Sanford hospital patient denied medical marijuana

August 27th, 2015 by admin Leave a reply »

SANFORD — Eric Chipman doesn’t hide his medical marijuana use, which he says best treats the lasting effects of a severe accident he was in 40 years ago.

So, during a two-week stay at Southern Maine Health Care in Sanford, Chipman told his doctors he was rubbing a marijuana-based lotion into his skin that relieves pain better than the narcotic drugs he tries to avoid. After making that disclosure, however, Chipman was told by hospital officials he was in violation of hospital policy and must remove it from the property.


The loss of his medicine slowed Chipman’s recovery, he said, because of pain and inflexibility that makes it harder to do physical therapy sessions and gain back the strength he needs to care for himself and get in and out of his wheelchair.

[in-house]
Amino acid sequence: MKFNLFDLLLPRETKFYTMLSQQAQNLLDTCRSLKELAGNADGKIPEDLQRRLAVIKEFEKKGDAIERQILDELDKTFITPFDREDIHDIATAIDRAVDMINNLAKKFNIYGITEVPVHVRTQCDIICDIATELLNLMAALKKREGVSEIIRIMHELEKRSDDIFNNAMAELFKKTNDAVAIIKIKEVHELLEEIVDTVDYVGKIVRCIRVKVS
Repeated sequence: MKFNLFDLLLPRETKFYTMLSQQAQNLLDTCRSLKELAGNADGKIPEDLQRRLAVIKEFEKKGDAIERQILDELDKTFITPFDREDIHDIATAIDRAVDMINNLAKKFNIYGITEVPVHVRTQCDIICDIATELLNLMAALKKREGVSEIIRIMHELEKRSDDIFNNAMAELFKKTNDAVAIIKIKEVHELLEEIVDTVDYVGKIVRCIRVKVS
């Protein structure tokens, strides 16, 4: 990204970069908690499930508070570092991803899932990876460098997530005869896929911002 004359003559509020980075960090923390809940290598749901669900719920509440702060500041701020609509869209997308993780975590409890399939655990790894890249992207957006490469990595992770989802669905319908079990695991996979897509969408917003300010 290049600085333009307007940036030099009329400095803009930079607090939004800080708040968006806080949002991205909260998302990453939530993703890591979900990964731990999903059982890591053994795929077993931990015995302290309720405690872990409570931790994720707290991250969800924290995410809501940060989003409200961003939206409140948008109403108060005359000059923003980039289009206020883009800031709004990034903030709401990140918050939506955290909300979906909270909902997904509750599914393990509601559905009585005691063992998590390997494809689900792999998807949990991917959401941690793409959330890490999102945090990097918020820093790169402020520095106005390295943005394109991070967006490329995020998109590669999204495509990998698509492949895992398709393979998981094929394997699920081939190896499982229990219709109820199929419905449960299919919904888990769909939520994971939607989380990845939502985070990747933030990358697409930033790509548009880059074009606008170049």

“Medical marijuana could help so many people and they won’t allow it,” Chipman said. “I think of it as a Catch-22.”

Chipman, like other patients around the state, ran afoul of a hospital policy that is common in Maine, despite a state law that allows qualified patients to use medical marijuana.

Because marijuana is illegal under federal law and hospitals are licensed by the federal government, they could risk being found in violation of their license, lose funding and face penalties. Also, because medical marijuana is not approved by the Food and Drug Administration, clinicians are prohibited from providing the drug in a hospital, officials said in April while testifying against a bill that would

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